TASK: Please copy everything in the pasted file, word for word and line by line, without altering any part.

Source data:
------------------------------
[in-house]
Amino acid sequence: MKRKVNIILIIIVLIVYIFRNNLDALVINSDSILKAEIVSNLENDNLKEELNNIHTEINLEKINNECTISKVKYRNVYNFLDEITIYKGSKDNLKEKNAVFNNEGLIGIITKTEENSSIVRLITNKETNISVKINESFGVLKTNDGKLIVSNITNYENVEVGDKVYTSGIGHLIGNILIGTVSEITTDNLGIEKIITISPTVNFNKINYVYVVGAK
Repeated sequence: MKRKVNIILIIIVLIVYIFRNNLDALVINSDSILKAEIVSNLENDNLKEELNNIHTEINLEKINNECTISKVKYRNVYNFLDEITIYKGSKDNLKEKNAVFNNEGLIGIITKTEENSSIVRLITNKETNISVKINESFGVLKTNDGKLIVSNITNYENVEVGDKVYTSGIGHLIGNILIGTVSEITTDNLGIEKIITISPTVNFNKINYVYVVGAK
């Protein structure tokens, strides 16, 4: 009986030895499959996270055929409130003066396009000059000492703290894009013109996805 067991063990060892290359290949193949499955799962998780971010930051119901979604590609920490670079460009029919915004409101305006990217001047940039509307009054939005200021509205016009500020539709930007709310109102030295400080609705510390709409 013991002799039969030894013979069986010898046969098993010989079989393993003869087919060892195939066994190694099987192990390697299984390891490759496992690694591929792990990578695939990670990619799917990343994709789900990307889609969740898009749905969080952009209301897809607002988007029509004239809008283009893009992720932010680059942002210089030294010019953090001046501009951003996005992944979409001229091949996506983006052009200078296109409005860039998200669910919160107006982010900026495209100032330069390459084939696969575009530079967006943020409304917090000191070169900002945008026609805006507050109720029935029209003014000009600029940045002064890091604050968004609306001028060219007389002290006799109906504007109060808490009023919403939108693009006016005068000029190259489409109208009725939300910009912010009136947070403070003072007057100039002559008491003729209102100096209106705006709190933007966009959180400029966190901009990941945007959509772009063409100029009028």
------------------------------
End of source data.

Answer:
[in-house]
Amino acid sequence: MKRKVNIILIIIVLIVYIFRNNLDALVINSDSILKAEIVSNLENDNLKEELNNIHTEINLEKINNECTISKVKYRNVYNFLDEITIYKGSKDNLKEKNAVFNNEGLIGIITKTEENSSIVRLITNKETNISVKINESFGVLKTNDGKLIVSNITNYENVEVGDKVYTSGIGHLIGNILIGTVSEITTDNLGIEKIITISPTVNFNKINYVYVVGAK
Repeated sequence: MKRKVNIILIIIVLIVYIFRNNLDALVINSDSILKAEIVSNLENDNLKEELNNIHTEINLEKINNECTISKVKYRNVYNFLDEITIYKGSKDNLKEKNAVFNNEGLIGIITKTEENSSIVRLITNKETNISVKINESFGVLKTNDGKLIVSNITNYENVEVGDKVYTSGIGHLIGNILIGTVSEITTDNLGIEKIITISPTVNFNKINYVYVVGAK
């Protein structure tokens, strides 16, 4: 009986030895499959996270055929409130003066396009000059000492703290894009013109996805 067991063990060892290359290949193949499955799962998780971010930051119901979604590609920490670079460009029919915004409101305006990217001047940039509307009054939005200021509205016009500020539709930007709310109102030295400080609705510390709409 013991002799039969030894013979069986010898046969098993010989079989393993003869087919060892195939066994190694099987192990390697299984390891490759496992690694591929792990990578695939990670990619799917990343994709789900990307889609969740898009749905969080952009209301897809607002988007029509004239809008283009893009992720932010680059942002210089030294010019953090001046501009951003996005992944979409001229091949996506983006052009200078296109409005860039998200669910919160107006982010900026495209100032330069390459084939696969575009530079967006943020409304917090000191070169900002945008026609805006507050109720029935029209003014000009600029940045002064890091604050968004609306001028060219007389002290006799109906504007109060808490009023919403939108693009006016005068000029190259489409109208009725939300910009912010009136947070403070003072007057100039002559008491003729209102100096209106705006709190933007966009959180400029966190901009990941945007959509772009063409100029009028």